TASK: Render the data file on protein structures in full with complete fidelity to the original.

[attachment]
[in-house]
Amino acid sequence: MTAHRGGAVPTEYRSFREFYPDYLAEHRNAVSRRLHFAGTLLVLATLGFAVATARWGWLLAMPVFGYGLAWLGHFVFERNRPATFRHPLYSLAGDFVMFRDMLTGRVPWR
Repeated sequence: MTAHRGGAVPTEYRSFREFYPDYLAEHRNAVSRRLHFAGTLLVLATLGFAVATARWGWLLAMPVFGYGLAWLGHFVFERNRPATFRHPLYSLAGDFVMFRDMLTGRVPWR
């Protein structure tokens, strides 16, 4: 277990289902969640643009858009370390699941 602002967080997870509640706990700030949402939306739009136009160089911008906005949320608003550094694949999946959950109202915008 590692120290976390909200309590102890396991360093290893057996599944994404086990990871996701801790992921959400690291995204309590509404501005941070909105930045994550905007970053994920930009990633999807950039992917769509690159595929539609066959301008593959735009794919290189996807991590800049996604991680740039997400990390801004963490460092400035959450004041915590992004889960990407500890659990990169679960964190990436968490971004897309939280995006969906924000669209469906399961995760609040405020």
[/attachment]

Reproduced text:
[in-house]
Amino acid sequence: MTAHRGGAVPTEYRSFREFYPDYLAEHRNAVSRRLHFAGTLLVLATLGFAVATARWGWLLAMPVFGYGLAWLGHFVFERNRPATFRHPLYSLAGDFVMFRDMLTGRVPWR
Repeated sequence: MTAHRGGAVPTEYRSFREFYPDYLAEHRNAVSRRLHFAGTLLVLATLGFAVATARWGWLLAMPVFGYGLAWLGHFVFERNRPATFRHPLYSLAGDFVMFRDMLTGRVPWR
């Protein structure tokens, strides 16, 4: 277990289902969640643009858009370390699941 602002967080997870509640706990700030949402939306739009136009160089911008906005949320608003550094694949999946959950109202915008 590692120290976390909200309590102890396991360093290893057996599944994404086990990871996701801790992921959400690291995204309590509404501005941070909105930045994550905007970053994920930009990633999807950039992917769509690159595929539609066959301008593959735009794919290189996807991590800049996604991680740039997400990390801004963490460092400035959450004041915590992004889960990407500890659990990169679960964190990436968490971004897309939280995006969906924000669209469906399961995760609040405020």